Pandemic has lasting impact on Ocean Shores tourism

In these sleepy winter months when the beaches are cold and the skies are gray, the bustling crowds that descend upon the beach towns of the coast feel like a distant memory.

After two years of pandemic restrictions and a vastly different travel reality, many tourism-related businesses in the Harbor have faced difficult times. Recent data from the hotel/motel tax in Ocean Shores, however, suggests that the overnight vacation rental industry has seen a major surge in the past year as longer stays and travel destinations closer to home have become more desirable.

The hotel/motel tax is a consumer tax on lodging charges for periods of less than 30 consecutive days. It applies to hotels, motels, rooming houses, private campgrounds, RV parks, and similar facilities. The tax is collected from the customer and reported by the lodging business on an excise tax return. The funds are then redistributed to the levying cities by the Washington State Treasurer, and may be used to promote tourism or tourism-related facilities.

In 2021, the city of Ocean Shores collected approximately $1.5 million in lodging tax revenue, a nearly 42 percent increase from 2020. The pandemic still lingers, but it seems that for overnight lodging at least, the forced lifestyle change may have been a positive one.

“We’ve had a really good year — an outstanding year,” said Ocean Shores Mayor Jon Martin. “It surprised me with COVID still going on, because we shut down the beaches, so we thought that we would have a poor year, but people weren’t traveling as much so they decided to come out to the beach instead.”

Eric Noble, who manages 32 units at WorldMark Mariner Village and also serves on the Ocean Shores City Council, attributes much of last year’s increased revenue to consistent occupancy, particularly from families who were able to work and learn remotely.

“The last year and a half has been interesting for us, to say the least. Before the pandemic we always had high occupancy, around 90+ percent year-round, so that hasn’t changed, but what has changed is that we no longer have those slower seasons around January and February,” he said.

Noble has found that the pandemic has attracted a new demographic, one that is slightly younger and tends to, on average, stay up to two days longer than usual.

“When we used to be a little slow, we’re not anymore,” he said. “People just want to get out of the city and see the ocean, so the majority of our guests come from Seattle, Portland, and even the Olympia and Spokane areas because it’s an easy drive to get here.”

While the abnormally busy weekdays of the remote learning era have largely faded away with school’s in-person return, high weekend occupancy has become the norm, even in the off-season. This may be due to the ongoing unprecedented growth of Ocean Shores, as it expands beyond its reputation as a popular retirement destination.

“We got ‘discovered’ a bit during the pandemic, and with the housing boom in Ocean Shores, owners that bought homes out here have family and friends come to visit, and they stay in the hotels and overnight rentals,” said Noble.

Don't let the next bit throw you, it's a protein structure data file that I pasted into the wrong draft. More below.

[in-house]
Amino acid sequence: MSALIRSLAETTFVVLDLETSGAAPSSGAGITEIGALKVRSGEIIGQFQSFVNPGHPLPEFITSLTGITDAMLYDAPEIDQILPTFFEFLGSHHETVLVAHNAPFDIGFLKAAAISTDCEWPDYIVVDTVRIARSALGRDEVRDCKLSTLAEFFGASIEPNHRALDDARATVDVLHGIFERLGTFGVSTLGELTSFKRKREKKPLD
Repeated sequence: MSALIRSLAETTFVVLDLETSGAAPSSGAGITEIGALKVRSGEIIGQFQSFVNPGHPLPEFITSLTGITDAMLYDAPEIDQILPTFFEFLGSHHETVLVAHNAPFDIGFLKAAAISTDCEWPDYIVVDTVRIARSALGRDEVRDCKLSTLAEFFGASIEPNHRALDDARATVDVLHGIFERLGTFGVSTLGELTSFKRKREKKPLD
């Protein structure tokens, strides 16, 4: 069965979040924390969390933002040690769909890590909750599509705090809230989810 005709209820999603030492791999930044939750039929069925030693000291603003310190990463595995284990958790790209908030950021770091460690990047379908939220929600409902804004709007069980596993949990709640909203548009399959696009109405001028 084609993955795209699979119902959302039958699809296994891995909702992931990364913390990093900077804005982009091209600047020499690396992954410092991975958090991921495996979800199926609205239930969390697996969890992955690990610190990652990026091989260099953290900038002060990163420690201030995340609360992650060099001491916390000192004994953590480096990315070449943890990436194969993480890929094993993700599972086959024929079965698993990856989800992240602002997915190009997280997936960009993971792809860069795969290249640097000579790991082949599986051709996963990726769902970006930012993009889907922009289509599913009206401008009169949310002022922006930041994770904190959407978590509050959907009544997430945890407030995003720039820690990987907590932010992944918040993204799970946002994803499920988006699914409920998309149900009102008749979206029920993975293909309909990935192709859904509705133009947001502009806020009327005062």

Revenue collected from the hotel/motel tax must be used to promote tourism or tourism-related services, per state mandates, but the decision on how to allocate funds in Ocean Shores is made by the Lodging Tax Advisory Committee (LTAC). The committee receives applications for tourism-related items, and awards requested funds accordingly. Written proposals were submitted in September 2021, when the committee received only three applications.

According to Mayor Martin, the vast majority of lodging tax revenue was awarded to the Ocean Shores Convention Center, which requested over $1.4 million in funds. The funds will be used for maintenance projects on the tourist destination that were deferred due to COVID, such as improving internet speed, increased accessibility, painting, new sound systems, and replacing rusted roofing components.

Another $19,000 was distributed to the two remaining proposals, which leaves the committee with more than $69,000 in funds still available for distribution.

The shift toward a more consistent tourism schedule has positive reverberations for the Ocean Shores economy, from restaurants that empty in the shoulder seasons to the small gift shops that wait patiently for the weekend crowds. Despite the financial success of last year, Martin is hesitant to fully proclaim a win quite yet.

“Everyone’s seeing inflation, so the cost of room rentals has gone up so the money we take in does as well,” he said.

He also has concerns over the disparity between high occupancy levels and the ongoing staffing shortages that have persisted in service industries since the pandemic began. That being said, Martin and lodging managers are optimistic that the pandemic has helped bolster the vacation reputation of Ocean Shores, and perhaps ushered in a new era in its tourism industry.

“We’ve got the beaches, and the beaches aren’t going away,” said Martin “More people have the ability to work remotely, so I think this trend will continue.”